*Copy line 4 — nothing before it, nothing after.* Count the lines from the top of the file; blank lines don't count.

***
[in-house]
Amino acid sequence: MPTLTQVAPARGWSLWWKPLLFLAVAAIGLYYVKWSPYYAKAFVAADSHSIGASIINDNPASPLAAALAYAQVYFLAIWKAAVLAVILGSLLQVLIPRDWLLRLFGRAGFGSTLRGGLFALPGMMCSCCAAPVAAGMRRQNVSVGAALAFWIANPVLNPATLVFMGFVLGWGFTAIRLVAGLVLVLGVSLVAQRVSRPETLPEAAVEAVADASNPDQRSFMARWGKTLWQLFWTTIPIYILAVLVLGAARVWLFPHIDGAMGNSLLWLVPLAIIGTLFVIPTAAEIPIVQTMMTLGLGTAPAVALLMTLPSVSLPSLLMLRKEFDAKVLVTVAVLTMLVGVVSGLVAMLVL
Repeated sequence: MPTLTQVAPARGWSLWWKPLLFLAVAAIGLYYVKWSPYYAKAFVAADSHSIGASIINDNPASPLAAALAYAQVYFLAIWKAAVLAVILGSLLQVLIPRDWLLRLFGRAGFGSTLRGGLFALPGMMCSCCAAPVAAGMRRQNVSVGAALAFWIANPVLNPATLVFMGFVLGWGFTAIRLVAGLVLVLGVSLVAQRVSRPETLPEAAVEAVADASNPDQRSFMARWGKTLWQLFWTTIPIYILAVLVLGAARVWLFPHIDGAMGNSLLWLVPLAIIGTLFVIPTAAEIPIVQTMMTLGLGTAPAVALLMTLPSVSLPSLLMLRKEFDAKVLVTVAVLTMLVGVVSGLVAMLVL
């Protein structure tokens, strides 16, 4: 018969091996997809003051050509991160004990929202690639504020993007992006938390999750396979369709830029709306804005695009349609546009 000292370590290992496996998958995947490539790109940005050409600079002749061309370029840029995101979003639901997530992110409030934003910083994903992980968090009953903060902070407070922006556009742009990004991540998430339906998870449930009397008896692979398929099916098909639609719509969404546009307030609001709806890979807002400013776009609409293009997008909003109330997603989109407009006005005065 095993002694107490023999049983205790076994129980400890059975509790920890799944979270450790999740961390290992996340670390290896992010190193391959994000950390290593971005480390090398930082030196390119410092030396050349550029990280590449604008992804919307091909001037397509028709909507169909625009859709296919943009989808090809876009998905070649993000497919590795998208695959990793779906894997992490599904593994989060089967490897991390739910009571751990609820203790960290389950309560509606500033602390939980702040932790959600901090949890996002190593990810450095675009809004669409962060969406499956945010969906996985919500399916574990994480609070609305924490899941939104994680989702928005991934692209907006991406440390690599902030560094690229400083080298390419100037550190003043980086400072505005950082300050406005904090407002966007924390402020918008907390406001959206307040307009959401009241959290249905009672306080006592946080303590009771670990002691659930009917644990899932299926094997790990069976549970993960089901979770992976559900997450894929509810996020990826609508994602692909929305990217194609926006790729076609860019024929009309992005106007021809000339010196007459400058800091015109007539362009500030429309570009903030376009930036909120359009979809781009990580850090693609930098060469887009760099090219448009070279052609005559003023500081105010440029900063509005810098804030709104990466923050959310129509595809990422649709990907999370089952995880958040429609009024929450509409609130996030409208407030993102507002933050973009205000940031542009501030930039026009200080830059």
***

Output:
């Protein structure tokens, strides 16, 4: 018969091996997809003051050509991160004990929202690639504020993007992006938390999750396979369709830029709306804005695009349609546009 000292370590290992496996998958995947490539790109940005050409600079002749061309370029840029995101979003639901997530992110409030934003910083994903992980968090009953903060902070407070922006556009742009990004991540998430339906998870449930009397008896692979398929099916098909639609719509969404546009307030609001709806890979807002400013776009609409293009997008909003109330997603989109407009006005005065 095993002694107490023999049983205790076994129980400890059975509790920890799944979270450790999740961390290992996340670390290896992010190193391959994000950390290593971005480390090398930082030196390119410092030396050349550029990280590449604008992804919307091909001037397509028709909507169909625009859709296919943009989808090809876009998905070649993000497919590795998208695959990793779906894997992490599904593994989060089967490897991390739910009571751990609820203790960290389950309560509606500033602390939980702040932790959600901090949890996002190593990810450095675009809004669409962060969406499956945010969906996985919500399916574990994480609070609305924490899941939104994680989702928005991934692209907006991406440390690599902030560094690229400083080298390419100037550190003043980086400072505005950082300050406005904090407002966007924390402020918008907390406001959206307040307009959401009241959290249905009672306080006592946080303590009771670990002691659930009917644990899932299926094997790990069976549970993960089901979770992976559900997450894929509810996020990826609508994602692909929305990217194609926006790729076609860019024929009309992005106007021809000339010196007459400058800091015109007539362009500030429309570009903030376009930036909120359009979809781009990580850090693609930098060469887009760099090219448009070279052609005559003023500081105010440029900063509005810098804030709104990466923050959310129509595809990422649709990907999370089952995880958040429609009024929450509409609130996030409208407030993102507002933050973009205000940031542009501030930039026009200080830059």